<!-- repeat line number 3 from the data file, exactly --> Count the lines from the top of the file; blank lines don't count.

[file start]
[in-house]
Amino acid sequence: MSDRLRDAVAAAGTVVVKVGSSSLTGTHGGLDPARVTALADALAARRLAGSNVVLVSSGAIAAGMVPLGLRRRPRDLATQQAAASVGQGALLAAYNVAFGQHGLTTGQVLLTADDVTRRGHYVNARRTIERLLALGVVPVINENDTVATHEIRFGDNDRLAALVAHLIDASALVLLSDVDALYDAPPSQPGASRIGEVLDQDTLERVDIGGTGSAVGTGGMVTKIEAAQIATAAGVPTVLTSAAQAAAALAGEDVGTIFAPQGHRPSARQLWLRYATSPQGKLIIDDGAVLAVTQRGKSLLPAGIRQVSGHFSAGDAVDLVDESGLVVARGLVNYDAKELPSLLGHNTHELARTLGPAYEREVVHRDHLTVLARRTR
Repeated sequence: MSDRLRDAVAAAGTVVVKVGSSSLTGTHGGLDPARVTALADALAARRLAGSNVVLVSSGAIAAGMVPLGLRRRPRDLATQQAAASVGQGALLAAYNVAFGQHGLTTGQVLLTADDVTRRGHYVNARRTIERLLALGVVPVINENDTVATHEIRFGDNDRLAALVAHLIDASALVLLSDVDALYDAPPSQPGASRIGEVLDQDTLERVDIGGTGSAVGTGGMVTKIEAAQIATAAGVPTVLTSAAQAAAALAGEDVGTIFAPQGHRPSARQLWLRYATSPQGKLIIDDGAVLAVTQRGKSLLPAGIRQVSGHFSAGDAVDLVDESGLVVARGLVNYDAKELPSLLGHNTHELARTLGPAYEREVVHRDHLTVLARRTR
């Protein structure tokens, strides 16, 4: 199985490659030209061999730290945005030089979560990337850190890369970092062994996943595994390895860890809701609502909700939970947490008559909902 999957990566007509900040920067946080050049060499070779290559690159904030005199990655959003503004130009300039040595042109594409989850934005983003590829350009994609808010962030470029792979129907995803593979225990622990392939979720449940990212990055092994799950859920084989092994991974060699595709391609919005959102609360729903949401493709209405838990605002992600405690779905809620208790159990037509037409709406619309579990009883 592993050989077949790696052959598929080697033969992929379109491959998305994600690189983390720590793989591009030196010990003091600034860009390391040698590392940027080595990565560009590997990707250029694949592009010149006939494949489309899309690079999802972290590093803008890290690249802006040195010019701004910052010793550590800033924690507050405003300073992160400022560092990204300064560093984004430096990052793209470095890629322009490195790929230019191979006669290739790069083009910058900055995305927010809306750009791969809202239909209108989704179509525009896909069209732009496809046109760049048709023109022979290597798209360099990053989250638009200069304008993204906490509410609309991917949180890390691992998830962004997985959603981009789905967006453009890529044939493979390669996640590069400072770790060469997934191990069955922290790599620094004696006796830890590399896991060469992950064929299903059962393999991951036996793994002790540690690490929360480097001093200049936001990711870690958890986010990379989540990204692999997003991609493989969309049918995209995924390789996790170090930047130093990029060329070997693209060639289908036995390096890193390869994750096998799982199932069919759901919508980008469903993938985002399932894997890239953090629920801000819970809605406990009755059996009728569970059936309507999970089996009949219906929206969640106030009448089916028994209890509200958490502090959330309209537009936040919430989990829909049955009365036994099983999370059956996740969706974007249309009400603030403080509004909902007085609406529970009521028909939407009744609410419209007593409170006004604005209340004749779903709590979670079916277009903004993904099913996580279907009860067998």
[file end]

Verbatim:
Repeated sequence: MSDRLRDAVAAAGTVVVKVGSSSLTGTHGGLDPARVTALADALAARRLAGSNVVLVSSGAIAAGMVPLGLRRRPRDLATQQAAASVGQGALLAAYNVAFGQHGLTTGQVLLTADDVTRRGHYVNARRTIERLLALGVVPVINENDTVATHEIRFGDNDRLAALVAHLIDASALVLLSDVDALYDAPPSQPGASRIGEVLDQDTLERVDIGGTGSAVGTGGMVTKIEAAQIATAAGVPTVLTSAAQAAAALAGEDVGTIFAPQGHRPSARQLWLRYATSPQGKLIIDDGAVLAVTQRGKSLLPAGIRQVSGHFSAGDAVDLVDESGLVVARGLVNYDAKELPSLLGHNTHELARTLGPAYEREVVHRDHLTVLARRTR